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Breath-hold spiral tissue phase velocity mapping (TPVM) with non-Cartesian SENSE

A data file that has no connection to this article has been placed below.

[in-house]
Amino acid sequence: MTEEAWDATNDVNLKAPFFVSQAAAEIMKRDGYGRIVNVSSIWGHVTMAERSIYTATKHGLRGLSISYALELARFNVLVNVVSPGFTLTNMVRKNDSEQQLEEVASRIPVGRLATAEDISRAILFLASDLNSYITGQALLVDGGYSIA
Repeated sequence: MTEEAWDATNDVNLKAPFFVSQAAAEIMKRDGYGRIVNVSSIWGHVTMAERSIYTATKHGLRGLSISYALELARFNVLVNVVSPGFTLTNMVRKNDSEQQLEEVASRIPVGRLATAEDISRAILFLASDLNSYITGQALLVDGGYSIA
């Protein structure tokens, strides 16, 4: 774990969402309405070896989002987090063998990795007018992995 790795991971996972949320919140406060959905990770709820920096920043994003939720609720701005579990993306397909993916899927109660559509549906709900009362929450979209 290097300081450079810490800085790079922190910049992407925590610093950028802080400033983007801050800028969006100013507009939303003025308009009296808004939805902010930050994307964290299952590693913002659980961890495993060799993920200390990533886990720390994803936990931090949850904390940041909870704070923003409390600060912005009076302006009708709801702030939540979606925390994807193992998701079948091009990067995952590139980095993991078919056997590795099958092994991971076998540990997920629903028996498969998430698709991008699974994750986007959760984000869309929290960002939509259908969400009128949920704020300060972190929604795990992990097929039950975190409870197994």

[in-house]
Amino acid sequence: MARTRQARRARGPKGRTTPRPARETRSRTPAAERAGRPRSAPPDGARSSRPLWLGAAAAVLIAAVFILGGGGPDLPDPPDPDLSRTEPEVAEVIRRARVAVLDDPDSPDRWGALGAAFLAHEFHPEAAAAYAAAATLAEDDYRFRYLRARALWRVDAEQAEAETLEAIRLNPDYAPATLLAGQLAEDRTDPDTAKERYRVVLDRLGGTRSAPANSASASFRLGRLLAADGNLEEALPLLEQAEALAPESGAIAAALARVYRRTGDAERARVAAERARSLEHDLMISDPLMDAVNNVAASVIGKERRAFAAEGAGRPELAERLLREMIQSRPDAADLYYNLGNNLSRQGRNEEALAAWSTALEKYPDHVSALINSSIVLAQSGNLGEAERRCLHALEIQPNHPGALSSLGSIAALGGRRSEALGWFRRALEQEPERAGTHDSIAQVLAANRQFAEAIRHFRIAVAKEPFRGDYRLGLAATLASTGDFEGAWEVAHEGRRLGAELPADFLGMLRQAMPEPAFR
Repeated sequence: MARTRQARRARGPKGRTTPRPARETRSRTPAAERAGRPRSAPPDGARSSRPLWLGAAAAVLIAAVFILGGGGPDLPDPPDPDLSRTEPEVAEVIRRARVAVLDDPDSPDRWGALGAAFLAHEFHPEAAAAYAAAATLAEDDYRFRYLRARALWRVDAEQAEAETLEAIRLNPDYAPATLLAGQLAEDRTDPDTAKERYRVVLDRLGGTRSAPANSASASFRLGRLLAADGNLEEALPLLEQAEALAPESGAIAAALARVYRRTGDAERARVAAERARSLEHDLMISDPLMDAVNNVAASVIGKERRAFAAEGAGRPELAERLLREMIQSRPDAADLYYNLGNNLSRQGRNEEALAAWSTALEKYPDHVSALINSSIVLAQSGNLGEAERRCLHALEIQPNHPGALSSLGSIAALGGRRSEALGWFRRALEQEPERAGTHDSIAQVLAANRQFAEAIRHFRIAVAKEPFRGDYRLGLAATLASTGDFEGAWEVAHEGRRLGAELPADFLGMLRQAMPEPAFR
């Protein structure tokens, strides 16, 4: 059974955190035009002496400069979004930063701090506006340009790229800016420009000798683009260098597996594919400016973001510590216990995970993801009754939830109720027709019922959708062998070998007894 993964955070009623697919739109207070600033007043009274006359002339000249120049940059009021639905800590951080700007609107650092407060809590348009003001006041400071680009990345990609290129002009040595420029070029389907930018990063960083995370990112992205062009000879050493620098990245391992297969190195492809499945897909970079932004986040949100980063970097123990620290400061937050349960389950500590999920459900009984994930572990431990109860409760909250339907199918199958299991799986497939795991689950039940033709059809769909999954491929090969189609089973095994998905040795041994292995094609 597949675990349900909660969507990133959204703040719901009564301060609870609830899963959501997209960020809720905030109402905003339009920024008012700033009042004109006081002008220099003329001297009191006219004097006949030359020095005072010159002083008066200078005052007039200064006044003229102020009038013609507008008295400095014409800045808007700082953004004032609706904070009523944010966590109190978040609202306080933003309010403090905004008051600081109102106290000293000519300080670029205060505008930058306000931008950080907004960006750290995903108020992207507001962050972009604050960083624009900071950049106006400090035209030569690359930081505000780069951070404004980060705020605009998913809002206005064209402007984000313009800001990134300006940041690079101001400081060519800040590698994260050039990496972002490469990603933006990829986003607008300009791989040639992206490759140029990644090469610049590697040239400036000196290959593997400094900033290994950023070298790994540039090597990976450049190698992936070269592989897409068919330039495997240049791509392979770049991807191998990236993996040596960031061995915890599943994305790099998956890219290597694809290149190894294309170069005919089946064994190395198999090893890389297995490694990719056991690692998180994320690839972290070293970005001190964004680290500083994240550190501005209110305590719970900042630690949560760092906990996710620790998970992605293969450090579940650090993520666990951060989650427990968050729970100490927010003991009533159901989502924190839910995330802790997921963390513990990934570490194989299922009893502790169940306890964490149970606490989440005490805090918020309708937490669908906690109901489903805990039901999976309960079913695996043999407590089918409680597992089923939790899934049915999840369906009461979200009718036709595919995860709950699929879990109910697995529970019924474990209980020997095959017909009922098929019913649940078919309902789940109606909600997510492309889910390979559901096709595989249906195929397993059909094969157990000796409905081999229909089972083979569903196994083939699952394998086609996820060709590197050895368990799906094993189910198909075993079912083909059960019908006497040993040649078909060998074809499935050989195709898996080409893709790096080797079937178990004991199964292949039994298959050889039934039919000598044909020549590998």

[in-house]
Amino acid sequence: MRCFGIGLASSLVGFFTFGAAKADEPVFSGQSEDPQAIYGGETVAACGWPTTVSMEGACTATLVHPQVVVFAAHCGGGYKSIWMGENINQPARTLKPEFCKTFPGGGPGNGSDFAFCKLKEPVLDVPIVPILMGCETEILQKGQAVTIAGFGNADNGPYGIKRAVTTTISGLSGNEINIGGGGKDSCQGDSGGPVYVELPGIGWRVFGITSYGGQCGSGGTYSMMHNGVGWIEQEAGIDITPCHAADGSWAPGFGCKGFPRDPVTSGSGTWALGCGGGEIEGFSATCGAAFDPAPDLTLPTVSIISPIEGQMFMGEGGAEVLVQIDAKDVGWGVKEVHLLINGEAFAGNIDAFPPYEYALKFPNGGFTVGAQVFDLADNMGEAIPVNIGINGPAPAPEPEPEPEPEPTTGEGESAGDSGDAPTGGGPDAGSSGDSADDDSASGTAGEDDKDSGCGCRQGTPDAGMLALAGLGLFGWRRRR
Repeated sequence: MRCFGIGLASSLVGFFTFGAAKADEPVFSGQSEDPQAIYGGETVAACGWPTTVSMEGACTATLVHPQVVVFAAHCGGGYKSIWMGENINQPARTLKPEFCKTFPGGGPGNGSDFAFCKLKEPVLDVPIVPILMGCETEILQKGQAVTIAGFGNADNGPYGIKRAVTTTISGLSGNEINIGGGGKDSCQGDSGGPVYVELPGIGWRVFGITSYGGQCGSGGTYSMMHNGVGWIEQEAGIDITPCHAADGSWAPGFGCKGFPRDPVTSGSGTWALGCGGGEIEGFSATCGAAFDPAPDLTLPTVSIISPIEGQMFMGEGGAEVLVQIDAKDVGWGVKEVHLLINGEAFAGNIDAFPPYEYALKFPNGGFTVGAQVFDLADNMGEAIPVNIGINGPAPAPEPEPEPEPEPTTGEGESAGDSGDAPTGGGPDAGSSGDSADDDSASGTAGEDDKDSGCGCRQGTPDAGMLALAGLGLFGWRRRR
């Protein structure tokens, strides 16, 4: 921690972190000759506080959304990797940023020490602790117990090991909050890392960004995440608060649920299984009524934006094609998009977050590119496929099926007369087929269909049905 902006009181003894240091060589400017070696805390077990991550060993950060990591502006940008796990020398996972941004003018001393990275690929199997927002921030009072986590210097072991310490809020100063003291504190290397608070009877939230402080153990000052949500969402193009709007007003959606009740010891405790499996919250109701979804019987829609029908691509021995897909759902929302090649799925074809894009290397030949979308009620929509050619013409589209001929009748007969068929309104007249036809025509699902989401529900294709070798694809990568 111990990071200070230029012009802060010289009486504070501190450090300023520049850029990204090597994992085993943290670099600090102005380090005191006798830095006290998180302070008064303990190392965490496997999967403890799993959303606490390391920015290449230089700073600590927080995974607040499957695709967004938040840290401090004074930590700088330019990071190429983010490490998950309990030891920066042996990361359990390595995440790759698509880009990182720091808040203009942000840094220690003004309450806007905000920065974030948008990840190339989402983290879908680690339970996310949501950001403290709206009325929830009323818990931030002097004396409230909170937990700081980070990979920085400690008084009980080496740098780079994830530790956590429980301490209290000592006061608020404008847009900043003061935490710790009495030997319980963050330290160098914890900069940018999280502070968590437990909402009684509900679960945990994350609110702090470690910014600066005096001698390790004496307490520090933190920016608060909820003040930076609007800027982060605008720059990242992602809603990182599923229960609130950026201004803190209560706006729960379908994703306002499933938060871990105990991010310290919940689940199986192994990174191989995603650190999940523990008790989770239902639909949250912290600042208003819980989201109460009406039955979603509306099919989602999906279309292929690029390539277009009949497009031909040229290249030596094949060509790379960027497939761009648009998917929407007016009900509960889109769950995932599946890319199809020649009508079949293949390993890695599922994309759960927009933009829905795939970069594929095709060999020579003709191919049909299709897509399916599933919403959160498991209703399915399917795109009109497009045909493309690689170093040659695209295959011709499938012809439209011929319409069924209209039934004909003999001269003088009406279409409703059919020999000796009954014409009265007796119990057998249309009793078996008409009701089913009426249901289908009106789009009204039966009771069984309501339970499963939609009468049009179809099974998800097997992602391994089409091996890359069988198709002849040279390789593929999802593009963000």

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TPVM is the only MR technique capable of measuring regional myocardial mechanics over the entire cardiac cycle... Previous Cartesian breath-hold TPVM sequences have had low temporal resolution (eg ), limiting temporal detail, while navigator sequences are long and difficult to use clinically... This abstract presents a new spiral TPVM sequence which is capable of acquiring high temporal resolution TPVM data over the entire cardiac cycle within a clinically acceptable breath-hold duration... Basal, mid and apical short-axis slices were acquired in 10 volunteers and from the mid-slice of 1 early stage DCM patient (LVEF 49%, EDV 188 mL, ESV 96 mL) and one late stage DCM patient (LVEF 21%, EDV 326 mL, ESV 258 mL) on a Siemens Skyra 3T scanner... Figure 1b shows mid-slice healthy mean (+/- SD) peak and time to peak velocities as well as the individual patient values... Longitudinal peaks in the early DCM patient are normal but radial values are clearly reduced... For the late stage patient, velocities in all directions are reduced... Figure 2 shows regional velocity variation (y-axis) over time (x-axis) in the mid slice of one volunteer and both patients... Regional abnormalities can be seen in the radial direction of the early DCM example, although longitudinal velocities are normal... The late DCM patient has clearly abnormal regional variation in all directions, particularly in early diastole... Spiral trajectories and non-Cartesian SENSE has allowed acquisition of high temporal resolution TPVM images within a clinically achievable breath-hold and allows acquisition and reconstruction of a full short axis stack within 30 minutes... Initial clinical examples indicate that this technique is capable of detecting reduced radial velocities in early DCM when global parameters of motion are still within the normal range.